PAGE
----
It's taken a long time for me to realise that when it's too hot to climb in the Peak District, the answer is to head to the mountains instead! It sounds so simple, but when you've got so much fantastic climbing on your door step it's hard to look further afield. However with Snowdonia and the Lake District just 2 or 3 hours away, a day trip is certainly possible, especially if you can find an enthusiastic driver who's happy to let you sleep most of the way!
Last week Glynn and I headed north for something special. After several weeks of dry weather, many north facing mountain climbs have come into condition - Engineer's Slab on Gable, Botterill's Slab on Scaefell and Acheron on Craig Cywarch are good examples and well worth seeking out. But instead we headed for Eagle Front, an often overlooked seven pitch VS in Birkness Combe, perched high above the Honister Pass. I have to confess that the route had only recently crossed my radar. Back in 2014, Mark Glaister, writing on UKC, described it as the best route to have not made it into Classic or Hard Rock. Given our love for these books, Glynn and I couldn't resist a visit!
Eagle Front (VS 5a) - The 7 pitch route weaves across the clean right face of Eagle Crag and finishes up the prominent sunlit corner.
As we arrived we knew we had made a good choice. 9 am and already 25 degrees C in the valley. A north facing route starting 600m above sea level was the place to go! Leaving the car park at Gatesgarth we made quick, albeit sweaty, progress. The start was easy to find and thanks to recent visitors there was a smattering of chalk to show us the way. The route couldn't have been drier. This was vital as our guidebooks predicted grim consequences for anyone trying the route in anything less than ideal conditions. Water worn grooves, patches of moss and smooth, sloping holds supported their warnings! Encouraged by the good conditions, we made rapid progress, quickly working our way through the mix of fine 5a, 4c and 4b's pitches that appeared. Soon we were siting below the final pitch. A steep and long corner, it seemed a tough proposition from below. But fortunately encouragement quickly appeared - chockstones, ledges and a helpful flake crack made it into something much easier. There are few pitches that make me look good. This might have been one of them!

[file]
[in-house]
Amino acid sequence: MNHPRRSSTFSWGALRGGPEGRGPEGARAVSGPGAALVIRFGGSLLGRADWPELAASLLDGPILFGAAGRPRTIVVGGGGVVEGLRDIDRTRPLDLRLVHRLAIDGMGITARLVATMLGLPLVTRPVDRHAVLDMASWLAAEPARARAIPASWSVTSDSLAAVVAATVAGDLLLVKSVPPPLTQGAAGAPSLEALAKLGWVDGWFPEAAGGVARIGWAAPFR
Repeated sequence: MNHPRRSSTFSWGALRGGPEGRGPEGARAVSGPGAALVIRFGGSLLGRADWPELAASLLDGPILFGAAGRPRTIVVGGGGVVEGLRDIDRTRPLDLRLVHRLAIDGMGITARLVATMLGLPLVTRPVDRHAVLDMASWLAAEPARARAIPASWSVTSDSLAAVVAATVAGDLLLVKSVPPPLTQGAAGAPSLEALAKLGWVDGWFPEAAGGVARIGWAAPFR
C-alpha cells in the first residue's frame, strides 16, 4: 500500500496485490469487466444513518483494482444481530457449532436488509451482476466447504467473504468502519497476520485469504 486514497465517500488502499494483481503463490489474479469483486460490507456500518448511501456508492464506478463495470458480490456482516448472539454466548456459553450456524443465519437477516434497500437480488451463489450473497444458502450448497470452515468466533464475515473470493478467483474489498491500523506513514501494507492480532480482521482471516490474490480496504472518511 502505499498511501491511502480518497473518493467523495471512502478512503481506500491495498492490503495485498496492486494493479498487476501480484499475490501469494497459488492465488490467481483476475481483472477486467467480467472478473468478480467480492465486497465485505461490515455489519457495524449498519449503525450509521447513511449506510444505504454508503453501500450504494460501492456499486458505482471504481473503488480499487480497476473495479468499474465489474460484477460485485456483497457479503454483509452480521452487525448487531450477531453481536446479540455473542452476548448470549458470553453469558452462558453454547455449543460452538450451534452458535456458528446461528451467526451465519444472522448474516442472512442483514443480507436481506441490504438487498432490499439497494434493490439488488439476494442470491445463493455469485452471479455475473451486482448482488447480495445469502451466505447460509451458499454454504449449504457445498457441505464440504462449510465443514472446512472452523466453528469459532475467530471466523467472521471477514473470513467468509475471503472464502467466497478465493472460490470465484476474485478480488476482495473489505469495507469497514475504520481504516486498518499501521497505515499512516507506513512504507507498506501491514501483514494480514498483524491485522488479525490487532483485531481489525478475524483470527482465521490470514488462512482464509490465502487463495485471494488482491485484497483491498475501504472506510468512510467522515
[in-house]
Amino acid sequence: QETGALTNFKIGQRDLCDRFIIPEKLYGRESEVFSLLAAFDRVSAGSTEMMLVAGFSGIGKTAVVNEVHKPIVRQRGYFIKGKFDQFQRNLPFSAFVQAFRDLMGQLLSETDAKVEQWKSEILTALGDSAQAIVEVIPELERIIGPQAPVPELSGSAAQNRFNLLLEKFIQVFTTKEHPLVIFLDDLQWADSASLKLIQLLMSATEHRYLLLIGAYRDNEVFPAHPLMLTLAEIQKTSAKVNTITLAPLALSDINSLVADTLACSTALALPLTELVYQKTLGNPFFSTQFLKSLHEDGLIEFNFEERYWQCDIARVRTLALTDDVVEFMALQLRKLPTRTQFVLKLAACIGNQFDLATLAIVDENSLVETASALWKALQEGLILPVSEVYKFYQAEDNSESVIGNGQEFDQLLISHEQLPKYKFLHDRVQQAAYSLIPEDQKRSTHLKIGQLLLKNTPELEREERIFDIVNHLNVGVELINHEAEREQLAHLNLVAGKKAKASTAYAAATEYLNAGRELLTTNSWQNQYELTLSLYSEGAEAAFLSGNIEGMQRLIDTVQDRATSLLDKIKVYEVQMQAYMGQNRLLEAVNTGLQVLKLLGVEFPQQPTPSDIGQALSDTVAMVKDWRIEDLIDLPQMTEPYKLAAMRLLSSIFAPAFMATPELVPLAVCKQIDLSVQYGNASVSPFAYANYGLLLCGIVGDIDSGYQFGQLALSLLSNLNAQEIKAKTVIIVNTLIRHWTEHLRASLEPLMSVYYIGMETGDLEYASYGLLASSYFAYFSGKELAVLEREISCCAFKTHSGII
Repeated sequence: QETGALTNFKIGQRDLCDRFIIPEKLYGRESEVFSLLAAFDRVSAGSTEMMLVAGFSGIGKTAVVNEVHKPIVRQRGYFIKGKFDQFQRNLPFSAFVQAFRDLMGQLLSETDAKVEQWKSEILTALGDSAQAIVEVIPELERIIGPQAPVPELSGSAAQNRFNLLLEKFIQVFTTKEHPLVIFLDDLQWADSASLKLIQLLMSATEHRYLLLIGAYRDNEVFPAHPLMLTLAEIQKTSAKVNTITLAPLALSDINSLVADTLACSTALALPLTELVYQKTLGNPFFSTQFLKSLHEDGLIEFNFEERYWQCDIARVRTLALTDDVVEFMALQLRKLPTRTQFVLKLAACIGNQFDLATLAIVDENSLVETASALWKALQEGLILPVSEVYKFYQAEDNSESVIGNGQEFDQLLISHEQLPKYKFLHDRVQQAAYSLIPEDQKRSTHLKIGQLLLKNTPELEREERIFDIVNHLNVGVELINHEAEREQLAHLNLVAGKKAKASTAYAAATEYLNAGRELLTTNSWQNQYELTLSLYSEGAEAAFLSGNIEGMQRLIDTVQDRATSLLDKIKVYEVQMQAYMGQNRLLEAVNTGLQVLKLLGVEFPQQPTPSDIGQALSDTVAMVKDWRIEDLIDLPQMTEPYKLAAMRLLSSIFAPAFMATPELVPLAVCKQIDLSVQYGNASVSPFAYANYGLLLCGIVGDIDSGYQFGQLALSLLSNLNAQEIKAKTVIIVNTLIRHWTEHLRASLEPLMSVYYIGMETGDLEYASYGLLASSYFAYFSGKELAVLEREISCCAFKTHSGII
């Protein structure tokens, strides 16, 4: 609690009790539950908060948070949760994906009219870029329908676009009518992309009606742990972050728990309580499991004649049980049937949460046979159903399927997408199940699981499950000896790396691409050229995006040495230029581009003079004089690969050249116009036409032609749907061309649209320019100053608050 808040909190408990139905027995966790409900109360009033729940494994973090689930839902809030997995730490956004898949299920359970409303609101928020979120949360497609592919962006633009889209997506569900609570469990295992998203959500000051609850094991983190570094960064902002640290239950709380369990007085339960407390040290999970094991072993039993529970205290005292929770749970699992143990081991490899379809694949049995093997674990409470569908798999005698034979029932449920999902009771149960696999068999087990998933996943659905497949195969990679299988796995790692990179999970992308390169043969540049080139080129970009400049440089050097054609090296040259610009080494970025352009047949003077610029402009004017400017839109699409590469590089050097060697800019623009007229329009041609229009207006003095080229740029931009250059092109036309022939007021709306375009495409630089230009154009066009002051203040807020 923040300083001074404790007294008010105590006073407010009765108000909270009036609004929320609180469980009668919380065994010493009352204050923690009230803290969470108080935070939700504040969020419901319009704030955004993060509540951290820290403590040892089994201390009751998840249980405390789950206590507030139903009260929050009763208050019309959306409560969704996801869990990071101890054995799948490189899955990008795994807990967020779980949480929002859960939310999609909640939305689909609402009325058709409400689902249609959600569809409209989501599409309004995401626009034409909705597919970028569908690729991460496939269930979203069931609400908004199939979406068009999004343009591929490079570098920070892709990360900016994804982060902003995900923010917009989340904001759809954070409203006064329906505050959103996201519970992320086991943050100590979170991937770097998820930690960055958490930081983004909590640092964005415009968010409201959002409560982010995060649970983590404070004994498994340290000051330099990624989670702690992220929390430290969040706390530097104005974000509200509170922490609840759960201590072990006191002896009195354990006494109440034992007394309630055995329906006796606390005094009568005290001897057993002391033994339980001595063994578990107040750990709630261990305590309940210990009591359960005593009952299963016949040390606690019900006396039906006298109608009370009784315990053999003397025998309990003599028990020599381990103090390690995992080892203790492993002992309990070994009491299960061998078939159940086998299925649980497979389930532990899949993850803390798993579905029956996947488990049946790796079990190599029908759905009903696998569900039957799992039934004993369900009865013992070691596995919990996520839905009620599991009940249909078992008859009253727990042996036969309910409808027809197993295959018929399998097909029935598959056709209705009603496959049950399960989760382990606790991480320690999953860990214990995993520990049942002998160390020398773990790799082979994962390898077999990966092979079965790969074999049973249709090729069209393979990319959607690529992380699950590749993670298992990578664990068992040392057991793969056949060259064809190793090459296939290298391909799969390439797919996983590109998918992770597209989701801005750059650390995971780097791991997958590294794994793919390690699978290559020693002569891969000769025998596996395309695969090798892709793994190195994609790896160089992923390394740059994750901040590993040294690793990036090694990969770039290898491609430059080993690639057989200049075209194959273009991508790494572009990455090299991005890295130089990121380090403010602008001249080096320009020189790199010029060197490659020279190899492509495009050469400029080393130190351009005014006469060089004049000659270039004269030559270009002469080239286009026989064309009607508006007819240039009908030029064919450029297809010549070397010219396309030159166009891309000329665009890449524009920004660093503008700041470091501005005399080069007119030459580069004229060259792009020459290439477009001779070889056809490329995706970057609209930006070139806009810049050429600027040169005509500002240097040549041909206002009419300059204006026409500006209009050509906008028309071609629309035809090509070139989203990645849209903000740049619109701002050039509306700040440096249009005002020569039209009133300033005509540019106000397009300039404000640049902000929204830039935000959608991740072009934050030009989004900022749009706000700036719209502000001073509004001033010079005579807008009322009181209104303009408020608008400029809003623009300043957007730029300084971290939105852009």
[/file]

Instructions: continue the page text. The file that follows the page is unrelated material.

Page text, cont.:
Glynn enjoying the second pitch of Eagle Front
Bill Peascod, writing about the first ascent in 1940, put it better,
The final crack looks most spectacular from the floor of the Combe. To my indescribable delight it was loaded with splendid hidden handholds. Up without a pause, with a song in my heart, if not in my throat. A short scramble led to the top of the crag where Bert, a few minutes afterwards, joined me. The evening was still, we were completely alone in the Combe - in the world! The war, the pit ... they didn't exist, we didn't say much. What was there to say?
Soon we too were siting on the top of Birkness Combe taking in the scene, tracing the dark outline of Grassmore in the distance. Reluctantly we headed down, enjoying the gentle breeze and planning what we'd climb next...